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How not to drive off a mountain



Frank, SGTFDA, and I get out in the fields together a good bit. I'd call what we do scouting more than prospecting. That's because you're expected to work at finding locatable minerals when prospecting, and rarely do we find any. This story is about one of those scouting trips.

We were in the Bulldog Wash area northeast of Apache Junction, AZ, near Superstition Mountain. Frank had gotten the gate code and we were looking for somewhere closer to find some gold... or anything else we found interesting. By interesting, I don't know if what happened qualifies. We did find a desert tortoise in the road, though. We picked him up, took a couple pics and then set him off in the weeds to make sure he was safe and on his merry way.

So, Frank and I are trundling along in his old Toyota pickup and stopping here, poking there, and all-together just having a fun afternoon. We're about 7 miles in and way off the route we had intended to take. Now, that doesn't mean we were lost. Can't be lost if you don't care where you are. The day was simply passing by under the four wheels and we were being treated to some of Arizona's scenic beauty. We hadn't a care in the world. Well, except that the truck had been acting a little funny, so Frank has been stopping every so often to adjust the carb. But no matter what he did, it kept repeating the same issue. Figured out what was really wrong a little down the road.

As we were coming up a decently steep hill, I noticed that the truck's engine seemed to be racing rather high and Frank was either not at all concerned or was doing it on purpose. I've tried to tell him that the rule of off road is "As slow as possible, as fast as necessary" and I like to think he's listened. Except the engine, and truck, were going way too fast for this hill. My kidneys were hitting my knees. My head was hitting the roof. I was concerned the truck may just fall apart on us. So I casually mention to Frank to come off the gas. Him being hard of hearing, he neither heard me, nor did he hear the racing engine. So I yelled at him. His response... "what?"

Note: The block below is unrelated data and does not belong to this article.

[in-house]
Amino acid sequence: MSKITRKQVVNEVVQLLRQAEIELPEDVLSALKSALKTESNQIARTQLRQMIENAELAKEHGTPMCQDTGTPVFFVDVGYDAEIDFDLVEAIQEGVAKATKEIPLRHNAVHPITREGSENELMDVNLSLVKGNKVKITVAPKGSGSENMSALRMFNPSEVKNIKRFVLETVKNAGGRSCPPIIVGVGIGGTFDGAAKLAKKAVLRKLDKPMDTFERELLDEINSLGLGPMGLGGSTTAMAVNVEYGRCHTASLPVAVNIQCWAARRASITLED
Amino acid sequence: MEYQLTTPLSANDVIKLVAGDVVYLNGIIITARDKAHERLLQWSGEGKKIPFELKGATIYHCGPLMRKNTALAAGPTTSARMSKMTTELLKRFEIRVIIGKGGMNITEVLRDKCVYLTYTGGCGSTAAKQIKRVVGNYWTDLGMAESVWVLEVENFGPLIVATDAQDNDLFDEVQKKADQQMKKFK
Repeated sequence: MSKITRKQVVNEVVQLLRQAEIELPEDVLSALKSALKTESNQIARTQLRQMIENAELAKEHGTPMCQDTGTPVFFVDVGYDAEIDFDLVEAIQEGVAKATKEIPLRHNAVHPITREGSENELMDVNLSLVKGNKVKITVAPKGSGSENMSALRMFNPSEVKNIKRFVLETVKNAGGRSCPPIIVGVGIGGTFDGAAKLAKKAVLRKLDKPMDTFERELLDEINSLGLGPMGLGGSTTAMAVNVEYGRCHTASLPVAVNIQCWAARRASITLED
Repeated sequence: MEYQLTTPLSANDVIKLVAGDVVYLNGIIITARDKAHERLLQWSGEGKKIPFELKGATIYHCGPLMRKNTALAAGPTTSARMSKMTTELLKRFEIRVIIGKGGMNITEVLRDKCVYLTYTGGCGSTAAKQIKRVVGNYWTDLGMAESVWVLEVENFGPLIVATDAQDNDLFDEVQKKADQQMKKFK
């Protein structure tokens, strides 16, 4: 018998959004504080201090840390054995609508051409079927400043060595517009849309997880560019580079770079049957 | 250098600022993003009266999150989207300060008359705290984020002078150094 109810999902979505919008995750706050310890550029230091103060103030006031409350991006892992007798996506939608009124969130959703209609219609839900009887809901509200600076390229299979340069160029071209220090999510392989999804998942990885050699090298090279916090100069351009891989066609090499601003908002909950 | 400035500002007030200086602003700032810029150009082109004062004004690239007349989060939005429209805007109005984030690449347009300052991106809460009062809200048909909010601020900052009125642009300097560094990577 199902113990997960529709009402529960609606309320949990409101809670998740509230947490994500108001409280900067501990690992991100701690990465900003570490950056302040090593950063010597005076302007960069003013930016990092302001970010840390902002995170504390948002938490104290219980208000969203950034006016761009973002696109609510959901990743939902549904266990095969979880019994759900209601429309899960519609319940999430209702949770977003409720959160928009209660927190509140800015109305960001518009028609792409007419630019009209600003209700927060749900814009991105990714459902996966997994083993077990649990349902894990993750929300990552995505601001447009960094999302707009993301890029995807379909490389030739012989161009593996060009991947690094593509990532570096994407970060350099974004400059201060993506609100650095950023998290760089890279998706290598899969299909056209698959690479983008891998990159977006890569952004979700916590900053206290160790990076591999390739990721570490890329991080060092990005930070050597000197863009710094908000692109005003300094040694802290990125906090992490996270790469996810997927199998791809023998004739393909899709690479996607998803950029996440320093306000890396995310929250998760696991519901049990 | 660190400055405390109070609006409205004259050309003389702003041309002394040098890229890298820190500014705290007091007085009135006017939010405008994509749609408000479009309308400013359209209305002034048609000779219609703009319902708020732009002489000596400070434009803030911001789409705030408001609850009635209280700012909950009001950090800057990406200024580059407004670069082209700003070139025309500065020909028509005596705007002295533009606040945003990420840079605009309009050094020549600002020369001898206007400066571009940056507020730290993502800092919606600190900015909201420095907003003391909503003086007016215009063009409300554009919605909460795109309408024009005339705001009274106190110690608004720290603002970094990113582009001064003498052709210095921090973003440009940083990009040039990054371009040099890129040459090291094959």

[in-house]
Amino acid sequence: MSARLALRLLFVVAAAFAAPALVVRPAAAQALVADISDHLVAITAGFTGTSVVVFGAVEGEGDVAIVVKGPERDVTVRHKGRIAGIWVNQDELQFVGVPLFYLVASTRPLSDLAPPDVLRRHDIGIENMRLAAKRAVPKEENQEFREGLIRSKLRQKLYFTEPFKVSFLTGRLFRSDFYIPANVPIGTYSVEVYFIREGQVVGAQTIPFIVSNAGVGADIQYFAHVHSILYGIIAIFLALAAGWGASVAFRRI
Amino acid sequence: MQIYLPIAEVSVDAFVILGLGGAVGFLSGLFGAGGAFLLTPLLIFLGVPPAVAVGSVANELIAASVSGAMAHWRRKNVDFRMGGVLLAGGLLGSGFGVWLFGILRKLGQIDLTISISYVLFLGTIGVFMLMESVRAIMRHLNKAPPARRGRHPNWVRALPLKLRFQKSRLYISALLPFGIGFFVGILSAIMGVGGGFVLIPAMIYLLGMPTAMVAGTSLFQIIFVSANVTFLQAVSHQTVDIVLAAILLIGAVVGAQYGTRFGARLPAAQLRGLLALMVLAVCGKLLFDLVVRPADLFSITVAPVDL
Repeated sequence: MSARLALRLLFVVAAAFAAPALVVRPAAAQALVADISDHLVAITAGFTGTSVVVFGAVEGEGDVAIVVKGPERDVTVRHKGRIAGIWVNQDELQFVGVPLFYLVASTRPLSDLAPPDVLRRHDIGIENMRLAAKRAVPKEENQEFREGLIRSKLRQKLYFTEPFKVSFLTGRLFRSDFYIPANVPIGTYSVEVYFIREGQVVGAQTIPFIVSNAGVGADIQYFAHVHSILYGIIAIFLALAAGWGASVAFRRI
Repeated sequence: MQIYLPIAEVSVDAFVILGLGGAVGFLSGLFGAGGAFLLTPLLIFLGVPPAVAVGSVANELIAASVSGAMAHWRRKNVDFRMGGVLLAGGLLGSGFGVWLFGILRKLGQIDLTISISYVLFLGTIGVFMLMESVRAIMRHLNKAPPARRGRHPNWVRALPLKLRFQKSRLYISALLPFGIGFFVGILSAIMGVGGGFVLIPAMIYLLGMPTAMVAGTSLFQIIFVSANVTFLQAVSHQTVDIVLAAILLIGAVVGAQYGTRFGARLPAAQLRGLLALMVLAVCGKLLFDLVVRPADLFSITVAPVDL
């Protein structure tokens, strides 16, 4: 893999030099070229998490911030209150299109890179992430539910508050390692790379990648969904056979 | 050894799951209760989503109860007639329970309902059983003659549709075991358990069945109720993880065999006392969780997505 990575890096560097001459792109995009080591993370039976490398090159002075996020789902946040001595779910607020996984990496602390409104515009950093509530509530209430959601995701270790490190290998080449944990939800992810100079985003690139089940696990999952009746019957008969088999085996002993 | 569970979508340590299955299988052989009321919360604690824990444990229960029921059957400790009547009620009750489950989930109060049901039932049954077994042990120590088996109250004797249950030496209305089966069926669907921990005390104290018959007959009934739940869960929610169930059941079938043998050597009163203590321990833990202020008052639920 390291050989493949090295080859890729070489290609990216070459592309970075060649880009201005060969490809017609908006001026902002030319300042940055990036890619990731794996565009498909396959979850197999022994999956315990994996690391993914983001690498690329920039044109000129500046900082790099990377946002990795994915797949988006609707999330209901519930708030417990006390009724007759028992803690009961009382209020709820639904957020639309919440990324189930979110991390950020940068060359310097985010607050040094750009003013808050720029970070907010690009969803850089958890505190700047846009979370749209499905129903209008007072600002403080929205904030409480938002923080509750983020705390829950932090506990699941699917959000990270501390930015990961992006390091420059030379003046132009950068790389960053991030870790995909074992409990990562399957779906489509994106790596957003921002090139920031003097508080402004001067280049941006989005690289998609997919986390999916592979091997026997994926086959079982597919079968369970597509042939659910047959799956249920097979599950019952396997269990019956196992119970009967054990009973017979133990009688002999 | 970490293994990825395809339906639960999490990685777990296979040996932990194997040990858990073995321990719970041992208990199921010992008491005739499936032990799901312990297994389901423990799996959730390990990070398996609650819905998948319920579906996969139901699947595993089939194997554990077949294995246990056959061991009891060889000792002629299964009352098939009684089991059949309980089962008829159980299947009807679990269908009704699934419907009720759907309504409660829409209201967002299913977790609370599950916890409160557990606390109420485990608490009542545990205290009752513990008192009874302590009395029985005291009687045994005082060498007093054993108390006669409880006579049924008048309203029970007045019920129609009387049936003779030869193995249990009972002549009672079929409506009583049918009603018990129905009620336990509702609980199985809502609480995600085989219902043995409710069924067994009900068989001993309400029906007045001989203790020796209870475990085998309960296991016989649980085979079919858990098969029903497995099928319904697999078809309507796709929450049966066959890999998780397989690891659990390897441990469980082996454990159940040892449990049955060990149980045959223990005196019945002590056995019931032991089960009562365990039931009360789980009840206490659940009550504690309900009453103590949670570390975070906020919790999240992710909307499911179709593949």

We're now about to crest the hill and the engine would be bouncing off the rev limiter, if it had one. We can't see where the trail goes over the hill. Could be straight, could be a turn, could be a cliff. We just don't know. It's about this time that Frank comes around to realize that even though he has his foot off the gas pedal, the engine isn't responding.

Frank finally realizes that the engine is doing its own thing and not listening to his right foot. So he shut the engine off just before we reached the top. Good thing, too... the trail takes a hard right turn atop a tall, steep ride down for a few hundred feet.

We're safe and out of the truck now, looking for what could be wrong here. Turns out the throttle cable housing had come out of its crimped end at the carburetor and stuck the engine at wide open throttle. A little redneck ingenuity and we had it ready to go.

Fired up the truck and continued up the hill. Right as we get to the top, it did it again. This time it dang near sent us off the edge. In addition to the runaway truck, coming down the hill were a couple UTVs loaded with some folks who had obviously not heard that drinking and driving is bad. If the truck didn't roll us off the cliff, these guys were going to try and just run us down. Pleasantries were exchanged and they were on their way. Frank fiddled with the throttle cable and the decision was made to head out of this predicament before something worse happened.

To this point, we'd spent, easily, four hours getting to where we were.

We're coming down the hill now and the dang truck did it again.

Fixed it and continued on.

We're on flat ground and it stuck again.

Fixed it... again.

Finally, we got tired of "fixing" it, and Frank just used the clutch to manage the speed to be just below way too damned fast. We exited the Bulldog Wash not long thereafter.

What had taken us 3-4 hours to get into took us all of 25 minutes to get out of.

Just another misadventure for the Dingbat Prospectors.

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Hi Glenn,

I first want to compliment your writing style, very concise.

The story too was eminently readable and certainly one that a lot of us can relate to.

It brought to mind some bizarre vehicle episodes I have been involved with in the boonies.

I hope you decide to write more.

Thanks for putting it up.

Oh, and Happy New Year.

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